Other types of toilets and sanitation systems Thu, 28 May 2015 14:48:48 +0000
Re: Transition from on site to off site sanitation systems - by: PaulUK
Thanks for your reply. I will take a look at the link provided for centralised/decentralised systems definition.

At this stage I am looking at appropriateness of decentralised/centralised systems. The area I am concentration on has risk of flooding so when combined with a sanitation system I am looking at the risks involved.

The current off site sanitation is very limited so when using a sanitation system I also want to make maximum use of gravity and minimum use of energy for pumping.

What I mean with transition is that I want to provide a way to improve the current on site sanitation system which in future could be easily implemented into a sewage network. For example I am considering the effectiveness of receiving bays, stations where pit emptiers can discharge into a sewer.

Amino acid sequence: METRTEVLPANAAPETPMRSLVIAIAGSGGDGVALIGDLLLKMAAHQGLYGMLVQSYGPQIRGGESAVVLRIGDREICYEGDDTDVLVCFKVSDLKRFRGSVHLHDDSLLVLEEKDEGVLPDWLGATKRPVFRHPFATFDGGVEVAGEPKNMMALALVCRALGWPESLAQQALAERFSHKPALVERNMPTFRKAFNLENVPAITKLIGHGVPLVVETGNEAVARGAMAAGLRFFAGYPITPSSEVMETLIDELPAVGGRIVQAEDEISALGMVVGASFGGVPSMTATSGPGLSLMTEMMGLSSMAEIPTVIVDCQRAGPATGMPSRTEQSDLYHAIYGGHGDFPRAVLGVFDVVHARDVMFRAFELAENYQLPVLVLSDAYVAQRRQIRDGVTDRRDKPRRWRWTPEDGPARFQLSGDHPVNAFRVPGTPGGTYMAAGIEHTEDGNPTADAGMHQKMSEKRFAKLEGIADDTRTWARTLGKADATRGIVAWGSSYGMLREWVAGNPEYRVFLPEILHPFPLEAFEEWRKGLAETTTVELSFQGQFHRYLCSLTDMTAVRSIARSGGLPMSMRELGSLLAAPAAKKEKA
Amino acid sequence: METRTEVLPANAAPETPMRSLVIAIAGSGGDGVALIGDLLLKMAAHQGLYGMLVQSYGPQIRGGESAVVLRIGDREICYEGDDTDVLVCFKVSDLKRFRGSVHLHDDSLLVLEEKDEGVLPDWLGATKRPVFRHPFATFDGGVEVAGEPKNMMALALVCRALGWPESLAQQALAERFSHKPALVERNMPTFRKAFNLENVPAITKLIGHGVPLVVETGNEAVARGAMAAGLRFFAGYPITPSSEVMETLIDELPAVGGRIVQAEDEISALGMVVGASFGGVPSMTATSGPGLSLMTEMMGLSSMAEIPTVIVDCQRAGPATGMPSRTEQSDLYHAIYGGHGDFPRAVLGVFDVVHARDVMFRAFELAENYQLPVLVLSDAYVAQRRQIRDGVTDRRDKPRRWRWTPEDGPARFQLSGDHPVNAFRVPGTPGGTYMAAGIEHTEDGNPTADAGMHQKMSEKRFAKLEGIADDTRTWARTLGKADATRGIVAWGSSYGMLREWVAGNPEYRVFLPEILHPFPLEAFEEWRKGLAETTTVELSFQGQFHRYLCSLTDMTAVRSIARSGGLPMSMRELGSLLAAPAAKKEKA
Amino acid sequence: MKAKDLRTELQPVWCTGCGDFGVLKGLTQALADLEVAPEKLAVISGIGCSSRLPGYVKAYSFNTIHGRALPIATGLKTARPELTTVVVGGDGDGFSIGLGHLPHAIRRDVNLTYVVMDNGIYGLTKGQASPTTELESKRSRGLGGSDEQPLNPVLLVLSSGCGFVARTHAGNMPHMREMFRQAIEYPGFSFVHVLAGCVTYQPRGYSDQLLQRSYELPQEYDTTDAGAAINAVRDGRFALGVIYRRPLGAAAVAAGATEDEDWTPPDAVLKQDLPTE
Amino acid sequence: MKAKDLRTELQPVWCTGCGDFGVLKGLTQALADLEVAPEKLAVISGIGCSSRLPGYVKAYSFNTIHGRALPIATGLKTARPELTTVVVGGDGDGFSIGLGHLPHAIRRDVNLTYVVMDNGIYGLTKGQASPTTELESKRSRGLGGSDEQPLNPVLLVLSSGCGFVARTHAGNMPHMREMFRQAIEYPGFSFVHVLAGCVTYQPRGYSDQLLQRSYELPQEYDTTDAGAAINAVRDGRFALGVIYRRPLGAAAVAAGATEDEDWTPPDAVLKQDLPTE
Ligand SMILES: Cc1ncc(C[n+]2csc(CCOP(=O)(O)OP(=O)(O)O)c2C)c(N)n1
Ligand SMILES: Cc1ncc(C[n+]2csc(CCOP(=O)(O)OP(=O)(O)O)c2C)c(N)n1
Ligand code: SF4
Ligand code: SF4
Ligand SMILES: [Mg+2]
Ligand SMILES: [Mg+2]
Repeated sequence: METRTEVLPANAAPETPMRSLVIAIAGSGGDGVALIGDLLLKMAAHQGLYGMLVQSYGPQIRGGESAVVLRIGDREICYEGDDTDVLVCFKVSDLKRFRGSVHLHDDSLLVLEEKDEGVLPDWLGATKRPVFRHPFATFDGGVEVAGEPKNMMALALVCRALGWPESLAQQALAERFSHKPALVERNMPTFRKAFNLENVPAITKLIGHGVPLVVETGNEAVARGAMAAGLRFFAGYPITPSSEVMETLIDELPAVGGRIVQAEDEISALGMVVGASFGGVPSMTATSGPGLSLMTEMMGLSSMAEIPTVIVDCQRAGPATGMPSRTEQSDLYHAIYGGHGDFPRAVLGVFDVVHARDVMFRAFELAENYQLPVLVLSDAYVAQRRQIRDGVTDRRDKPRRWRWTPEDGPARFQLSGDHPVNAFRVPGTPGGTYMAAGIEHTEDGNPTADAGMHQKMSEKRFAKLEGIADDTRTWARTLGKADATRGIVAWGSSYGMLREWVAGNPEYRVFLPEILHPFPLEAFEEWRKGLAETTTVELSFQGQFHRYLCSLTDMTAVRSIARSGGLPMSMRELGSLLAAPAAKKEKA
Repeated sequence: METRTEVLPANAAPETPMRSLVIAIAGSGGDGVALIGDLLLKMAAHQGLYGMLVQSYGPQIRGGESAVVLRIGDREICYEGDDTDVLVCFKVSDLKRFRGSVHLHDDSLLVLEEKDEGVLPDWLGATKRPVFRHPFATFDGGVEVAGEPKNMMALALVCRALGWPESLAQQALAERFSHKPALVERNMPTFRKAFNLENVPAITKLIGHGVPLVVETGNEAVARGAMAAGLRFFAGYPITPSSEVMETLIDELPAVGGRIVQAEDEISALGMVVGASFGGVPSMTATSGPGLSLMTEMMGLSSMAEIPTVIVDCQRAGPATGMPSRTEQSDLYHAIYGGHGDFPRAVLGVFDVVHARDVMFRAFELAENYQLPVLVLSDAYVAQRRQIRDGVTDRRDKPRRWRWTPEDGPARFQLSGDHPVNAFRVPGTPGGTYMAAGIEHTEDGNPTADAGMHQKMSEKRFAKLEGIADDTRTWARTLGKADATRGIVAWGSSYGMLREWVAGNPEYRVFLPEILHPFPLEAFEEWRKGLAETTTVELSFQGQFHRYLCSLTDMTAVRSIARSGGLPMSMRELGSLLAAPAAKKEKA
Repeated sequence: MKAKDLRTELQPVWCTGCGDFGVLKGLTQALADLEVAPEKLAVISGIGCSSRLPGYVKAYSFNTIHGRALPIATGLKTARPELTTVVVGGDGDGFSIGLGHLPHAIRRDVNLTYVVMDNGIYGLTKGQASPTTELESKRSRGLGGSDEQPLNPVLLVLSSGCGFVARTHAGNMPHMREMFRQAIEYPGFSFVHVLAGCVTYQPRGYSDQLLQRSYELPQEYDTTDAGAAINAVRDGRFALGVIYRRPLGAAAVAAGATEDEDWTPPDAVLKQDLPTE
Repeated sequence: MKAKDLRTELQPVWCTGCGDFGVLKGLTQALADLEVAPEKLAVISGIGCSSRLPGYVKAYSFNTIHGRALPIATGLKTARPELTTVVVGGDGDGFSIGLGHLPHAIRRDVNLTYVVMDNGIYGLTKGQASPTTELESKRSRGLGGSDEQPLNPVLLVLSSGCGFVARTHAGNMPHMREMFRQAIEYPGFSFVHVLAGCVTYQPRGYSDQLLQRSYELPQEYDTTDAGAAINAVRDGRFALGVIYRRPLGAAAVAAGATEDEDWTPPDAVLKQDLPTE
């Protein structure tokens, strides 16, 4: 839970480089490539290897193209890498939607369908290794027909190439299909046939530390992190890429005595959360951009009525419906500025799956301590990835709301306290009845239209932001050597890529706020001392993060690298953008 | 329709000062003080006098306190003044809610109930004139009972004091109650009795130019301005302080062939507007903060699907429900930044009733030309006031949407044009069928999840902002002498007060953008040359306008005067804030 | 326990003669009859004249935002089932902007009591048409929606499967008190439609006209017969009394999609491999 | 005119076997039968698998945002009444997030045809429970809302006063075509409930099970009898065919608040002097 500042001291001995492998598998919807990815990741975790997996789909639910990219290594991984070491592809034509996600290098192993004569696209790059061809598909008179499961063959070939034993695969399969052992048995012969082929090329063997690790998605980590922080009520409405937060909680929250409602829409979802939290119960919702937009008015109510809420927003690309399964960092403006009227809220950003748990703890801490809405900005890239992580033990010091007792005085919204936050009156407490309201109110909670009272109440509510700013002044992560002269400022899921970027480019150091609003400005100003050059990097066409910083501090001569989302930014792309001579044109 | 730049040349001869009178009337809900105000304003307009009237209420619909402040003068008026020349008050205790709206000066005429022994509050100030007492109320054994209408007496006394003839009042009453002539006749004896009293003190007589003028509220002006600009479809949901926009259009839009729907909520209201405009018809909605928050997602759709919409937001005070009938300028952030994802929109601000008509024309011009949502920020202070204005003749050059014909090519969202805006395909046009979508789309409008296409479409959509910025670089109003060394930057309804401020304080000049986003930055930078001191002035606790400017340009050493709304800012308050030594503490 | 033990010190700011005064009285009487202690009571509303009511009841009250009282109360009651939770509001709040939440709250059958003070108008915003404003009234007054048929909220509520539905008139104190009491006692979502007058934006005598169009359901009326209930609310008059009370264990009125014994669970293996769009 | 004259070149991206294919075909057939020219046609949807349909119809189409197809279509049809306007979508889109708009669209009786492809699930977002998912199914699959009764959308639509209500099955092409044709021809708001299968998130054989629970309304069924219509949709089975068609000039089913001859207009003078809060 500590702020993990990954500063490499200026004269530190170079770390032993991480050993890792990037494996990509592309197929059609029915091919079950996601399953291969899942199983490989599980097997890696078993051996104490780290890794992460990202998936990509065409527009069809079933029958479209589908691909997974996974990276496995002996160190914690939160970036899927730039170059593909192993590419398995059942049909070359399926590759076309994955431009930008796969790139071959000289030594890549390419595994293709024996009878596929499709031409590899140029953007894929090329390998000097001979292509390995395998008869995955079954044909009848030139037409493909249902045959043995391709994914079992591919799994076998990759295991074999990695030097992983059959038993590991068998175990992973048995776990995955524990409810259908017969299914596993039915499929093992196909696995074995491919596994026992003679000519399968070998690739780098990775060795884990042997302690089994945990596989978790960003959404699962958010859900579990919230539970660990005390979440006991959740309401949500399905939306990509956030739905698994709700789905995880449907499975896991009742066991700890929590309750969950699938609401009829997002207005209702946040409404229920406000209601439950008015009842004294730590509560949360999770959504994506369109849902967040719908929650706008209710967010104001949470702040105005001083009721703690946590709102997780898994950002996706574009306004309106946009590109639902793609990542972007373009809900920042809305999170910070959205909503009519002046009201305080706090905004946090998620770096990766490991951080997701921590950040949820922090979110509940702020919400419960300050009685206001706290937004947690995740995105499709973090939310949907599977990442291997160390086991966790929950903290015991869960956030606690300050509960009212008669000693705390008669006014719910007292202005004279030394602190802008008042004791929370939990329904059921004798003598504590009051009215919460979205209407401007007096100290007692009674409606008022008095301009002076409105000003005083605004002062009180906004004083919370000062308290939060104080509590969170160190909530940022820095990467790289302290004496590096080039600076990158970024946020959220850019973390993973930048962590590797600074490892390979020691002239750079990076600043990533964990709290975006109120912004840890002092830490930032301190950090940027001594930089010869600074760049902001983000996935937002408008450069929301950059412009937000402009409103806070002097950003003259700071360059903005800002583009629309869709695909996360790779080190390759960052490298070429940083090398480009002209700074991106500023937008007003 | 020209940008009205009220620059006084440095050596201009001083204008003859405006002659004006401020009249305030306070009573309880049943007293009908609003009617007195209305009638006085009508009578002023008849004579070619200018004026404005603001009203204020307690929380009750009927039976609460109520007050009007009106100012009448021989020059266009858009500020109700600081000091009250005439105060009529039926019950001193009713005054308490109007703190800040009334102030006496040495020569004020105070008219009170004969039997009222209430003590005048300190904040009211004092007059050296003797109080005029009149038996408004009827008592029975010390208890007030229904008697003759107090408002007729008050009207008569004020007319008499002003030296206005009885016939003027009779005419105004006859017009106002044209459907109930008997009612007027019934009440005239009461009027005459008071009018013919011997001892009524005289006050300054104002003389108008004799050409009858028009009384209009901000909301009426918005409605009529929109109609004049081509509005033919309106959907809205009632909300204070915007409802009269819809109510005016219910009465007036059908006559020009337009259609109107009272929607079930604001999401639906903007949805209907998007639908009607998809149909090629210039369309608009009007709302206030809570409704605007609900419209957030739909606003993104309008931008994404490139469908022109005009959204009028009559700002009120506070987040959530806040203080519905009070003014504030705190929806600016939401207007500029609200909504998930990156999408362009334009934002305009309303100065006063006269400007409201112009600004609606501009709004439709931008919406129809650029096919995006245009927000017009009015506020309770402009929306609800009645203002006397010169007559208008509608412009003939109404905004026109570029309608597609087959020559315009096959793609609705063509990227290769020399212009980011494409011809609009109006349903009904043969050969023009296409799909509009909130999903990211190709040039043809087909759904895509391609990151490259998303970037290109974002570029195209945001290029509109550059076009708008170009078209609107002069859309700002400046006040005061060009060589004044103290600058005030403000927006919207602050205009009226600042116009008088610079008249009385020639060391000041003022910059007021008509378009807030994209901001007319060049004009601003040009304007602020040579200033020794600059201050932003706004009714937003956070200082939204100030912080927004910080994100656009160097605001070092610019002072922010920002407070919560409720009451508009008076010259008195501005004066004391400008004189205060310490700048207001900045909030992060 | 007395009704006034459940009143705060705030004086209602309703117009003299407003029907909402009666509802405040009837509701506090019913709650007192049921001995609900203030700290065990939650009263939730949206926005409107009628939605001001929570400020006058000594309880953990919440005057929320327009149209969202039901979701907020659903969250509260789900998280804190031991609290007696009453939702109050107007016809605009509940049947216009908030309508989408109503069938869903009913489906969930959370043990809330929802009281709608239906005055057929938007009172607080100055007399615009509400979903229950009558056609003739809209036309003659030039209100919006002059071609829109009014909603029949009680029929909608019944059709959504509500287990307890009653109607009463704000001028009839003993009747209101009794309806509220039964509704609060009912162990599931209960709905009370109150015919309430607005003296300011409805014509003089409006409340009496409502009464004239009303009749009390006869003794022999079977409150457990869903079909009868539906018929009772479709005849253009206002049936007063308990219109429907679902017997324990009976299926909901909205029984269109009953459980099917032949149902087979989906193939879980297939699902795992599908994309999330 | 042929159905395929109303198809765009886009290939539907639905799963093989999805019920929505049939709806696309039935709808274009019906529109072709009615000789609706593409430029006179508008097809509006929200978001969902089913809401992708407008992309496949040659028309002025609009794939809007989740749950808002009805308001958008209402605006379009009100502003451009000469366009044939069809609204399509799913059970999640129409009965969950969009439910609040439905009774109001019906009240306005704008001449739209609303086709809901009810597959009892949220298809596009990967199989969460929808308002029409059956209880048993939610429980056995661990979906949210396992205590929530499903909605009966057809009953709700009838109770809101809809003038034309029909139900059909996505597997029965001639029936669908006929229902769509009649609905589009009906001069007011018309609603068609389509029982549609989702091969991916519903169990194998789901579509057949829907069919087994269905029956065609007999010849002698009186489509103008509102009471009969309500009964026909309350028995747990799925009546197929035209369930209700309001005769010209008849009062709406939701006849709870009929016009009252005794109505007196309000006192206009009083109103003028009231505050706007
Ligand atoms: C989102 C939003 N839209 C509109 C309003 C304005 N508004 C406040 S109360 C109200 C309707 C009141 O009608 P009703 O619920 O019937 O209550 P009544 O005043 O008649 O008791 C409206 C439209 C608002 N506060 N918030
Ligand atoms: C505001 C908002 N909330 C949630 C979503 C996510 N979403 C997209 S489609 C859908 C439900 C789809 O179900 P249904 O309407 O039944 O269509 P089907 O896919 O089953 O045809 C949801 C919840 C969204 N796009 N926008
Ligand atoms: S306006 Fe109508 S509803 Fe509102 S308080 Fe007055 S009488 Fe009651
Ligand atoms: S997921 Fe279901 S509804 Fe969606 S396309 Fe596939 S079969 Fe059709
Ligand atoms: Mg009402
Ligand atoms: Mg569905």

Hope this provides a clearer idea of what I am trying to do.

As I said before I am still gathering as much information as possible so I can in the coming days study in more detail a sanitation system using a simulation model software.


Other types of toilets and sanitation systems Thu, 28 May 2015 14:22:53 +0000
Re: Transition from on site to off site sanitation systems - by: PaulUK Thanks for the link. much appreciated]]> Other types of toilets and sanitation systems Thu, 28 May 2015 13:29:38 +0000 Re: Lessons Learned from the Dissemination of Biodigesters for Sanitation in Haiti, from 2010 to 2013 - by: muench
A warm welcome to you on the forum!
For those of you wo don't know Christopher yet, here is a photo of him that I quickly found on our flickr photo database, from when he was still working for BORDA in Zambia (are you still with BORDA now, Christopher?):

Feeding and mixing of the biogas plant by SuSanA Secretariat, on Flickr

(Christopher is the white guy in this photo)

It would be nice to have your inputs directly here on the forum (rather than only by bilateral e-mail), I am sure you have lots to share and inputs to give on the various biogas discussions we've had so far.

This is the sub-category about DEWATS and biogas:

And this is the sub-category focussing on biogas production maximisation: